Zachor: Fighting anti-Semitism

Recently people streamed to synagogue to hear Parshat Zachor.

On the surface, its importance seems bizarre, as it deals with collective punishment. Amalek, the Torah tells us, must be completely wiped out – men, women and children.

The Amalek mandate is one of the most difficult to understand. How can we extoll the murder of innocents? My contention is that the message of Parshat Zachor is not to remind us of an obligation of collective punishment but rather the opposite.  How so?

Concerning Amalek, Rabbi Yosef Dov Soloveitchik declared that the Nazis were not Amalek. For him, there is a distinction between biological Amalek and figurative Amalek. The mandate to annihilate only applies to biological Amalek. As he writes in Kol Dodi Dofek, the obligation to kill every individual Amalekite only applies to biological Amalek. Today, they no longer exist. No commandment of genocide is in place or can ever be.

But then there is figurative Amalek, who must be fought as one fights any war – never targeting the innocent. That was Germany in WWII. We had a sacred responsibility to destroy the German army, but not purposely attack non-combatants such as children and civilians.

From my perspective, we read Parshat Zachor to remind ourselves that the command to destroy all of Amalek was a total anomaly. We are unalterably opposed to collective punishment or genocidal wars. To wit, the Israeli army’s policy of tohar haneshek – the purity of arms.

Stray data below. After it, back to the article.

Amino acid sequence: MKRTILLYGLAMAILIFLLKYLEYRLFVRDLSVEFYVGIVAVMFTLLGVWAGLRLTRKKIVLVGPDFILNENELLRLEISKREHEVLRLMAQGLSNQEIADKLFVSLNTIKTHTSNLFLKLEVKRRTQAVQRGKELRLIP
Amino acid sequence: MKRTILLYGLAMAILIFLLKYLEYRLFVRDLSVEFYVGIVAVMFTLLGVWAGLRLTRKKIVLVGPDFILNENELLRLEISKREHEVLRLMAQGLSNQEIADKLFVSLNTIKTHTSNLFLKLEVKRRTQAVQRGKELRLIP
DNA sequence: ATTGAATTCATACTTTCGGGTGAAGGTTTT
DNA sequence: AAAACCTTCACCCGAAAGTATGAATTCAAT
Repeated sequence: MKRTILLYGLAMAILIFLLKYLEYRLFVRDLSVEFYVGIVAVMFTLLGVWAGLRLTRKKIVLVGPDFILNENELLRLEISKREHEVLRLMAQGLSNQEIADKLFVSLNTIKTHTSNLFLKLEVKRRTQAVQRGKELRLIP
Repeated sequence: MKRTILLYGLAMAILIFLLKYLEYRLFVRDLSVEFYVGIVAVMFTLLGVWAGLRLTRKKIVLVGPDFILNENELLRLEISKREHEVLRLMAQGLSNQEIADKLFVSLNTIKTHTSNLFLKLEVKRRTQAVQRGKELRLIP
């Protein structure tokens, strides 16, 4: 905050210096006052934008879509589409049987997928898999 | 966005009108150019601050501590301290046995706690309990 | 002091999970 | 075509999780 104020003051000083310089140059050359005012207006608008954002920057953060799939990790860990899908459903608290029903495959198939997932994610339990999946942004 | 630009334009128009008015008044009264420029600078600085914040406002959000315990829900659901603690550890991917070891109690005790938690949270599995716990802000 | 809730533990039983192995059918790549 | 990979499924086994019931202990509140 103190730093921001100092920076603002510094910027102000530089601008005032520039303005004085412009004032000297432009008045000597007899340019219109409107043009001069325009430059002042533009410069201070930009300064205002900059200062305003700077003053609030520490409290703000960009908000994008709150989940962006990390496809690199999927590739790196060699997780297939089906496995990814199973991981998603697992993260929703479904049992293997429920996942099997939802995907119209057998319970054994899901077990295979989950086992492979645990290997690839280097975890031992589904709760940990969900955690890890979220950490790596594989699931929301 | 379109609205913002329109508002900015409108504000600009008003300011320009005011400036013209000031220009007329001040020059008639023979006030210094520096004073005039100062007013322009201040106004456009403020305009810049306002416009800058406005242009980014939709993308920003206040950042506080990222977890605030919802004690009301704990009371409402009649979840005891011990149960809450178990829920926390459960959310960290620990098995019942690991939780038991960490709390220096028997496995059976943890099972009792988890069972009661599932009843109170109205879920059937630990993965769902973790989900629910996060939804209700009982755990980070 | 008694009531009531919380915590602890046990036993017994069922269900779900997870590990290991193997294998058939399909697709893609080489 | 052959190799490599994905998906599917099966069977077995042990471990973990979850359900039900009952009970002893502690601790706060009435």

I’ll never forget our grandson – who fought in the 2014 Gaza War – telling us his unit entered an Arab home and saw a young Arab child strapped in explosives. I never asked what ensued, but the pain on his face as he shared that moment will always remain. This is tohar haneshek.

There’s another reason we read Parshat Zachor. In its broadest sense, it is a sacred reminder to fight anti-Semitism, whatever its form. That’s why the Torah says zachor – remember, and then, lo tishkach – do not forget.

Why the repetition? For me, the Torah is emphasizing that anti-Semitism is a plague that never goes away. In the wake of the Shoah, anti-Semitism went underground as world sympathy was with the Jewish people. But we’re 75 years later. Shoah memory is quickly receding.

Today, anti-Semitism is resurfacing with a vengeance.  It is to the constant reality of anti-Semitism, that the Torah declares: whatever the shape of anti-Semitism – zachor; whatever its trope – lo tishkach.  While often in life it is important to remember what to forget, relative to anti-Semitism, remember (zachor) never to forget (lo tishkach). Be vigilant, stand up, push back, fight back, with strength, with courage.

If someone would have told me more than fifty years ago when we were standing with Never Again signs to save Soviet Jewry, that in 2019 anti-Semitism would make its way into the people’s house, the US House of Representatives, I would have said – impossible.  And yet, it has.

And even more tragic than that moment was the response on the floor—nothing more than a whimper. The guilty congresswoman still serves on the International Affairs Committee, and the pushback resolution not only failed to mention her name, but was watered down, failing to focus and spotlight the horror of anti-Semitism.

In recent weeks, I’ve had conversations with our congressman, who chairs the International Affairs Committee, and another representative from Florida. Both deserve applause for calling out the anti-Semitism of their colleague, and for doing all they could to focus the resolution to anti-Semitism.

For many decades, I have been very close to our congressman. He is one of the strongest supporters of the US-Israel relationship. The congressman from Florida also has a great reputation as a strong supporter of Israel.